December 3, 2022
Ithaca, NY | 43°F


Freshman athlete tackles pole-vaulting and music

As freshman Beth Cripps steps on the runway for pole vault during her track and field meets, she listens for assistant coach Matt Scheffler cheering and yelling words that keep her focused and unaware of the chaos behind her. Before she begins her descent down the runway, Cripps repeats Scheffler’s words out loud to herself, and she does it again on her way down the strip.

Staying focused on and off the runway is something that has paid off for Cripps. At the 2017 NCAA Division III Indoor Track and Field Championship, she received an All-American honor as a freshman and placed eighth with a mark of 3.60 meters. In the classroom as a music education major, she is just as busy as on the track — but she still finds a way to manage the two.

Cripps said she faces hardships that come along with being a studentathlete, compounded by her rigorous rehearsal schedule and music curriculum. She practices her instrument, the oboe, every day and track Monday through Friday with meets on Saturdays.

“I had to learn to plan really far in advance with certain things and learn to communicate with my professors and coaches,” Cripps said.

Because she does this, she said, there is rarely a time when she has to miss a track event for a music event or vice versa.

Head coach Jennifer Potter said Cripps does an excellent job communicating with her and Scheffler about events that may interfere with track.

“Beth is one of the most matured, organized, composed freshman who has a lot on her plate between being a music major and a track athlete,” Potter said. “She handles it all amazingly.”

Before attending Ithaca College, Cripps participated in track and field all four years of high school and gymnastics from 7th to 12th grade at Paul V. Moore High School in Central Square, New York, practicing music at the same time. As a freshman in high school, she began polevaulting but did not become serious about it until a new coach, who was hired her sophomore year, encouraged her.

Cripps said she started track and field because her older sister did it. Before that, gymnastics was a big part of her life until she began to outgrow it physically.

Looking past high school, Cripps said she knew she wanted to continue what she was doing going into college.

“In high school, sports and music that is just what I did,” Cripps said. “So when I went to college, people always said, ‘You can’t do both,’ but I always wanted to because it’s what I always did.”

She found that in college, there is more competition and everyone’s marks are a lot closer to one another than in high school, but she said that is what helps her work harder — and land a spot at indoor nationals as a freshman.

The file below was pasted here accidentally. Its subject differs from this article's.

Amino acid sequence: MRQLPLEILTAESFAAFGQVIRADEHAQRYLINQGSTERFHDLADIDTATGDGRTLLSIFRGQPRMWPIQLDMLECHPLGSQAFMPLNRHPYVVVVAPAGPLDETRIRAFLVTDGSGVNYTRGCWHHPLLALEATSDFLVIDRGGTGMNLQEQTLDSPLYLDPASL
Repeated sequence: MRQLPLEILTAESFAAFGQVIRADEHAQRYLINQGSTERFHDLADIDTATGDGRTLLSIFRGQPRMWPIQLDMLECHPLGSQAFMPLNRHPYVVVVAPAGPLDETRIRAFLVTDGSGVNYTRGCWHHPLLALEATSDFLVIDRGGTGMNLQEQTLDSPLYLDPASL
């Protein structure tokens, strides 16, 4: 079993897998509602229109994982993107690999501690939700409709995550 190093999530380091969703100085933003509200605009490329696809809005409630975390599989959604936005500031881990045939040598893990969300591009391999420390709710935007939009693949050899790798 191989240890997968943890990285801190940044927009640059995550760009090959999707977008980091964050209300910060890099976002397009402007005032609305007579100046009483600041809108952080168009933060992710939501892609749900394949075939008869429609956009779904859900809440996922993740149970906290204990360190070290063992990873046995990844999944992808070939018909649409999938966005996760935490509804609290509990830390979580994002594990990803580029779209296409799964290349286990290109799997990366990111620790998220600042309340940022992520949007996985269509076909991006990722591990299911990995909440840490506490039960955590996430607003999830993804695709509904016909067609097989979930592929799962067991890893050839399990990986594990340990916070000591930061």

“[It is] an awesome experience and fun to do,” Cripps said. “The competition is so close now, but it helps me work harder because I like to keep up with all the girls.”

Senior polevaulter Katherine Pitman said Cripps has grown as an individual throughout the year.

“She was quiet and kind of kept her head down and would just grind,” Pitman said of Cripps’ growth over the year. “Of course, her work ethic hasn’t changed, but definitely her as a person. She has opened up and become way more outgoing.”

Over the course of the season, Cripps and Pitman have been able to form a relationship outside of track. Both individuals look up to one another despite their difference in class standing.

“I feel like I learn a lot from her — she is a very composed and poised athlete, and she’s a really hard worker,” Pitman said.

Cripps’ situation of being a track athlete and a music major is rare, Potter said, not even considering her qualification for nationals and her being named All-American.

“She’s the first ever I had, music ed major and track and field,” Potter said. “It’s not an easy marriage; it’s very challenging. Her ability to manage it and deal with it is incredible.”

Potter said coaches are there to make athletes’ lives as easy as possible, but Cripps deserves most of the credit because how she makes it happen.

It is only the beginning of Cripps’ time as a studentathlete at the college, and Pitman said there are big things to come from her.

“This is just the beginning,” Pitman said. “And I think she has so much to offer — not only as a studentathlete, but as a person, and I think she will go very, very far.”

Though her balance is a difficult one, Cripps said the benefits outweigh any hardships she faces.

“Being a music major and an athlete makes me a better person all around,” Cripps said.